The S&P 500 (^GSPC -0.01%) moved back up on Wednesday following Tuesday's 34-point sell-off that broke a five-day streak of gains. Today, the S&P gained 24.6 points, up almost 0.8%.
Kohl's (KSS 3.73%) led the charge with one of the best gains of any S&P 500 stock, up 9.5% following a bullish note from an analyst. Cruise stocks Carnival (CCL 2.14%), Royal Caribbean (RCL 1.30%), and Norwegian Cruise Line Holdings (NCLH 2.03%) also had a great day, up between 4.7% and 5.3%.
The same was true of homebuilder stocks, with Lennar (LEN 2.37%) (LEN.B 2.40%) up 5.4%. D.R. Horton (DHI 1.73%) and PulteGroup (PHM 3.09%) were also up around 4%, while NVR (NVR 0.76%) shares edged up 2.8%.
On the bearish side of the ledger, analysts at Citigroup cautioned that the good times may not last, updating their forecast for the stock market for the rest of 2020.
Kohl's shares rise on analyst upgrade
The discount retailer has had a tough year, like most of its peers, struggling under the weight of having closed its entire store base this spring as part of efforts to slow the spread of COVID-19. At one point, its stock was down more than 75% from the 2020 high. An analyst with Bank of America Merrill Lynch Securities, however, sees its prospects as improving, in large part due to the nature of its business and where its stores are located.
In a note, Lorraine Hutchinson pointed out that 95% of its stores are not in indoor malls, 90% have reopened, and those stores recovered at least 75% of their sales volumes as of early June. Hutchinson upgraded her ranking on the stock to buy and raised the price target from $20 to $27. After today's gains, Kohl's shares are above $22, but likely to remain very volatile as long as the coronavirus pandemic continues.
Homebuilders keep delivering good news
Another day, another strong report from another homebuilder. On Tuesday, small builder LGI Homes (LGIH 2.15%) announced a record number of home closings in June and its best second quarter ever, while today, Taylor Morrison Home (TMHC 0.40%) announced its own best-ever June.
If there's one segment of the economy that has so far broken the usual trend during recessions, it's homebuilders. During a typical economic downturn, people hold off on buying homes, but with each passing month, homebuilders have reported better-than-expected results. A big reason for this looks to be the ongoing surge in demand for entry-level housing, despite record levels of unemployment. For most of the past decade, builders focused on move-up and custom homes, and now millions of millennials are in the market.
Millions of those young buyers are also still employed, and still looking to buy a first home. Low interest rates are providing enough incentive to bring even more buyers into the market, and homebuilders are taking full advantage.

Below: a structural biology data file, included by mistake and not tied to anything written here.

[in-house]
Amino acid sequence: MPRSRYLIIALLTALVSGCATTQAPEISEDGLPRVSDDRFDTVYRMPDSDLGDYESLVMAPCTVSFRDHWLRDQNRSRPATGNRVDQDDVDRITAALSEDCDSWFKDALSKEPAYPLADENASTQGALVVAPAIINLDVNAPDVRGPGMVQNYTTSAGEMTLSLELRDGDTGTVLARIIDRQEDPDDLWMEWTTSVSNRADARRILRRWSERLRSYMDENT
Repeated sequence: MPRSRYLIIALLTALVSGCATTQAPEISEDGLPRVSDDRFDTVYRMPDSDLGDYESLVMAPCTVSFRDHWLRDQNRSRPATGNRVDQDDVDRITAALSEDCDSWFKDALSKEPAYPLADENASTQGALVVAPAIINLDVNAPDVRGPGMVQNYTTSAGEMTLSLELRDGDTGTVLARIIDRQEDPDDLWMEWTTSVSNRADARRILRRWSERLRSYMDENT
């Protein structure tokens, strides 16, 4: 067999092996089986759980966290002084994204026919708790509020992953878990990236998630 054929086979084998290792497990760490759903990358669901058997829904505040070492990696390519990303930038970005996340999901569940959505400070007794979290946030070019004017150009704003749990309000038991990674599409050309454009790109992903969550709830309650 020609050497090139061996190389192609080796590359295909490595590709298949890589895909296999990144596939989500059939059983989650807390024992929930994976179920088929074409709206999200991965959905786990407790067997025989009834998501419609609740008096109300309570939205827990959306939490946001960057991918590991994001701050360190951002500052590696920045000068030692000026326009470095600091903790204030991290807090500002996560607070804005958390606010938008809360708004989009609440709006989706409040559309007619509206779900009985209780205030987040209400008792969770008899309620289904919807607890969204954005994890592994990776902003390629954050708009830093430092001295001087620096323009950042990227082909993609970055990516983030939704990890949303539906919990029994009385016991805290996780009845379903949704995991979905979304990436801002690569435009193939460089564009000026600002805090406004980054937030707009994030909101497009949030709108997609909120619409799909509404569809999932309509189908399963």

A rising tide for cruise lines?
Wednesday was a good day for cruise line stocks, following word that the Healthy Sail Panel formed by industry heavyweights Norwegian and Royal Caribbean is hard at work developing measures to safely return to the seas. The two partners, along with Carnival, are set to participate in a virtual summit being held by the World Travel and Tourism Council in late July to discuss the planned measures.
The industry is still months from embarking on any cruises. The CDC's "no cruise" order won't expire until July 24, and the industry has said nobody is setting sail before mid-September. Add it all up, and today's gains are a product of investors getting their hopes up, not any material move forward for any company or the industry. In the interim, expect plenty of rough seas for cruise line investors as the market moves on speculation and sentiment, not business results.
Citi says, "Not so fast, Mr. Market!"
Earlier estimates from Citigroup said the S&P 500 could finish the year at 2,700. A recent update bumped that target higher to 2,900, citing the likelihood of continued stimulus from the federal government helping to prop up equity markets.
But despite that increase, the 2,900 mark is still more than 8.5% below today's closing level of 3,169.94. That serves as a reminder that the U.S. is still deep in the woods of the coronavirus pandemic, and that stocks have indeed been buoyed by the unprecedented actions taken by the U.S. government to keep the economy and financial markets functioning.
In broader terms, CitiGroup's chief U.S. equity strategist Tobias Levkovich said that monetary policy would likely prevent a decline of more than 20%, and a range of 2,700 to 3,200 for the index through the end of the year seems reasonable. Whether it proves accurate is another question entirely. A tremendous number of variables come into play, most of which cannot be predicted with any accuracy.
And that's a reminder that stocks are excellent investments for long-term wealth creation, but not a good bet for the short term. Nobody knows how stock investors will be voting on prices come year-end. But if you're worried about the next market crash, there are steps you can take to be prepared.